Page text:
SCADA systems are typically used to monitor and control large-scale industrial processes, including nuclear power plants, and the US CERT is calling on other SCADA users to check for breaches. “ICS-CERT strongly encourages asset owners and operators to look for signs of compromise within their control systems environments,” it said.
The agency has produced a YARA security tool-based signature to help users identify whether the malware is present on their systems, available at: https://ics-cert.us-cert.gov/sites/default/files/file_attach/ICS-ALERT-14-281-01.yara
Commenting on the SCADA attacks, TK Keanini, CTO at Lancope, warned that some users may not have the necessary incident response processes needed to respond to the CERT's alert.
He told SCMagazineUK.com via email: “Industrial control systems continue to be targeted, and these alerts are informative and actionable if the organisation receiving them has the appropriate incident response readiness. This is where the process may succeed or fail.
“Incident response readiness means that an alert like this containing indicators of compromise (IoCs) can be used immediately and an action plan around it can be executed without much disruption to the business.
“If you are reading this alert, and you have no way of leveraging the IoCs with the recommended tools or something similar, you may want to stop and examine your incident response readiness.”
David Harley, senior research fellow at ESET, which has previously investigated BlackEnergy, told SCMagazineUK.com: “BlackEnergy has been associated with bank fraud, spam campaigns and DDoS and targeted attacks - its technical sophistication and modular architecture make it suitable for a wide range of attacks.
“It's possible that this is a further case of a targeted attack. Where an ICS installation has a more-or-less direct connection to an internet-facing systems, there is a clear risk that such an attack could be successful, and while the ICS-CERT alert includes a number of very relevant suggestions of how to mitigate potential attacks and recognise attack indicators, I'd also encourage sites that could be a target – and not just ICS sites – to instil in users awareness of the risk of targeted attacks and some hints on possible indicators of such an attack.”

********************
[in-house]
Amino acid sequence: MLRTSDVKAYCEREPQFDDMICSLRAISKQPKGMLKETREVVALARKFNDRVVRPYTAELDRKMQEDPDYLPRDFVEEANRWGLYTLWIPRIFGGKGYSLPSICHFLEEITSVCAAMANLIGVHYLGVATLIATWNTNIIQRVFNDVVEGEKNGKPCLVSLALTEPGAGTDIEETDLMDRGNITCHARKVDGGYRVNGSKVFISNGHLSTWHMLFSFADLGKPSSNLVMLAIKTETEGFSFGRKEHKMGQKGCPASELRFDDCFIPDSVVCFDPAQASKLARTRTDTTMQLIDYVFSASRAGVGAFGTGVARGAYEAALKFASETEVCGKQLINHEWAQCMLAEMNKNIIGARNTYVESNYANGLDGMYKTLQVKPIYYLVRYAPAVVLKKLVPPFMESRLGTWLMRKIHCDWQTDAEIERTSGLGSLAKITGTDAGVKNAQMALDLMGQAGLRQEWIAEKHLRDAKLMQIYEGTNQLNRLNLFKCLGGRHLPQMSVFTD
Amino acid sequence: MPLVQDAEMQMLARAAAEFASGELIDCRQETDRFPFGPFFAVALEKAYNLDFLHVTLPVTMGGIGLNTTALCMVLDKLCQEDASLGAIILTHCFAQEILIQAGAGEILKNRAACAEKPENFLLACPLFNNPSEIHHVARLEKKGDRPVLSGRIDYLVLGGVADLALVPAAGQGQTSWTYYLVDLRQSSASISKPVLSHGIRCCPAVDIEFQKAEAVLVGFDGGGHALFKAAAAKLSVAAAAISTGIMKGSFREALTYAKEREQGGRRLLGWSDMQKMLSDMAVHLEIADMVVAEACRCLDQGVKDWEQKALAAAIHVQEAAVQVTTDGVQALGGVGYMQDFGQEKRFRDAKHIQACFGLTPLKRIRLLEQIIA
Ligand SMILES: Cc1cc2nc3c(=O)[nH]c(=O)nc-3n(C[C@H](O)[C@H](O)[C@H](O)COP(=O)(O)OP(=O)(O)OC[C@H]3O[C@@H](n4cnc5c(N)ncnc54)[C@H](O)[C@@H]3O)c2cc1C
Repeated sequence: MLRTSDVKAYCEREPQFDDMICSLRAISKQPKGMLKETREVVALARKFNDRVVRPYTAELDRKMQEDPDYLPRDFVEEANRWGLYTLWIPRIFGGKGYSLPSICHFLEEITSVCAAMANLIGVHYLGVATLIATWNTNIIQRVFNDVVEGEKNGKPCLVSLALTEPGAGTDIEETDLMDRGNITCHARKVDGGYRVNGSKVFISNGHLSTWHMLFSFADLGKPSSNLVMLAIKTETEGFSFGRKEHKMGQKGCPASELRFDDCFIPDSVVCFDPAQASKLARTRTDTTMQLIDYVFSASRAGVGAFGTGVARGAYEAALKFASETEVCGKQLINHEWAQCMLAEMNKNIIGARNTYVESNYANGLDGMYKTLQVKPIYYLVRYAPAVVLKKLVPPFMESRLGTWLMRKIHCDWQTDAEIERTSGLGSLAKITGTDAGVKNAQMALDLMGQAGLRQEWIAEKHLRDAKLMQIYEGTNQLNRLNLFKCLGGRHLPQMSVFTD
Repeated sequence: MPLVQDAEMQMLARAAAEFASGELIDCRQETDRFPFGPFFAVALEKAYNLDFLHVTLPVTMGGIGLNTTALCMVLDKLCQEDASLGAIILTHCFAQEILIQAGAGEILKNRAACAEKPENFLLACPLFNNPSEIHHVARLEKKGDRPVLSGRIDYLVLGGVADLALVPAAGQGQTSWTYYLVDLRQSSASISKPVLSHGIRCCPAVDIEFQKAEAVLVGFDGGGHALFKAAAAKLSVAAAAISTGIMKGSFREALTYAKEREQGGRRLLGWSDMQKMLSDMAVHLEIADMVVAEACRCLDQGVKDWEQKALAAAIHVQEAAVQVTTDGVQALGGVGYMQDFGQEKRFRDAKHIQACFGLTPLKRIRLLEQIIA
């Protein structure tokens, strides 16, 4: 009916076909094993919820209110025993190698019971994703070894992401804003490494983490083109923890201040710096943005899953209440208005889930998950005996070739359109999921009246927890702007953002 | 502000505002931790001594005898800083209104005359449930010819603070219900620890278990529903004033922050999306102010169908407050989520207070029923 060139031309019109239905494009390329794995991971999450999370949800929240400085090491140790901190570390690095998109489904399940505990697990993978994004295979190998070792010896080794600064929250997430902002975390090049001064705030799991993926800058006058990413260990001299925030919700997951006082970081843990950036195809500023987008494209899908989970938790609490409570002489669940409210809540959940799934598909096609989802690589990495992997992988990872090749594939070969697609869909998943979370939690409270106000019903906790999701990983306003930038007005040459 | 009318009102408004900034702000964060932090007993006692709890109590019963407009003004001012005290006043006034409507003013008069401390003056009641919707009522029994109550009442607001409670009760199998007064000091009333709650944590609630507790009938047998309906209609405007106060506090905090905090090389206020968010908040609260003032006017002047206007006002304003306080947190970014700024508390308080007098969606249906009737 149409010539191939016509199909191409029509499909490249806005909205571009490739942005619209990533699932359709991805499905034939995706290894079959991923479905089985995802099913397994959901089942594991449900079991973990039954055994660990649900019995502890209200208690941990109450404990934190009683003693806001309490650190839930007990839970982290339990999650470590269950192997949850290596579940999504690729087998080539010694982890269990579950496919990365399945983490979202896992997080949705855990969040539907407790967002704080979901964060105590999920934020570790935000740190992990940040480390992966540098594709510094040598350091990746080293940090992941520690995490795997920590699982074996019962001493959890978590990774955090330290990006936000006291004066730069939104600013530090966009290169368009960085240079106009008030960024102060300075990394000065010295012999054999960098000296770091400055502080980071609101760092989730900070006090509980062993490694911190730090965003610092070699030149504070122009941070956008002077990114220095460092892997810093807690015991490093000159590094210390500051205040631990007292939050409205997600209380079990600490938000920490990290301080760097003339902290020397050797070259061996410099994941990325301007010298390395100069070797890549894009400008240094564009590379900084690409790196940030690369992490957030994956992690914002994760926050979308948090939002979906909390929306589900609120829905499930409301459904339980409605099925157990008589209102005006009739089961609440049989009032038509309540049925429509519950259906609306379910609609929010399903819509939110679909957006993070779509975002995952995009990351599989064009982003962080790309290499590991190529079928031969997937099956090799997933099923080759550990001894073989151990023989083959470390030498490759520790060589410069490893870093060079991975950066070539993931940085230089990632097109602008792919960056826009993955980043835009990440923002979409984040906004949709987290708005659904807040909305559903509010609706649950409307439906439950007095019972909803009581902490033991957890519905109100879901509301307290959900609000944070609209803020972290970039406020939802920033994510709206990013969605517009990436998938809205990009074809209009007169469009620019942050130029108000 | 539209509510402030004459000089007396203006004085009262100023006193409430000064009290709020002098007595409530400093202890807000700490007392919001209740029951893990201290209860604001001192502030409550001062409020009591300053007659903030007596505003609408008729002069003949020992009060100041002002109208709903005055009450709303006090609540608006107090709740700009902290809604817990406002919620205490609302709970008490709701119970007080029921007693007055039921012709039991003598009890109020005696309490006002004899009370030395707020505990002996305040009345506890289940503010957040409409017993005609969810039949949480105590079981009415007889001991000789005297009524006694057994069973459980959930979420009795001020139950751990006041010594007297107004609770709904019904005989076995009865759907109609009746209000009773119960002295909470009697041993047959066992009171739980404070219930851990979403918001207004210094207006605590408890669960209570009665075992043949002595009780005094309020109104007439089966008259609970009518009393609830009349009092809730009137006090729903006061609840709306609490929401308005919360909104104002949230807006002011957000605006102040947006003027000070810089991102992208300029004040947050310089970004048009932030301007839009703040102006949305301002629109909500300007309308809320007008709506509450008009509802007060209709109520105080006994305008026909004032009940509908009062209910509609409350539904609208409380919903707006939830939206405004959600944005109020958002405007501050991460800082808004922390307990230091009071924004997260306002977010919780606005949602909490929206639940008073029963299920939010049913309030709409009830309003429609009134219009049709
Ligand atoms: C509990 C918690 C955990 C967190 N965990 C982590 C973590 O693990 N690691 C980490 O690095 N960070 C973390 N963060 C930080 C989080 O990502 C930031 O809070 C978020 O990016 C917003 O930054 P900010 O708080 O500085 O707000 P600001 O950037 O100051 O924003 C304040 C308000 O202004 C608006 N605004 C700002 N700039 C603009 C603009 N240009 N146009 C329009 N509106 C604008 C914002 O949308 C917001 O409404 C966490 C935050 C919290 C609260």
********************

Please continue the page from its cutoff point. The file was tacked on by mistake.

Commenting on the White House breach, Chris Boyd, malware intelligence analyst at Malwarebytes, told journalists via email: “It's no surprise the White House has been targeted as it presents a very rich target. Whilst political tensions are often played out in public, it seems that highly specialist cyber-incursions have become a popular and lower-profile offensive tactic. Whilst this particular breach doesn't seem to have compromised any sensitive information, it is still a sign of how geopolitical tensions are expressed in the modern world.”
Boyd added: “It underlines the growing success of advanced attacks. Traditional security solutions are continually being left wanting as advanced exploits, social engineering and other complex attacks develop too fast.”
* US Think Tanks were among the victims of watering-hole attacks using the ScanBox key logger exploit kit, identified this week by PricewaterhouseCoopers researchers. The other victims of ScanBox – which steals information without needing to use malware – include members of the Uyghur population in China, the Japanese industrial sector and Korean hospitality firms.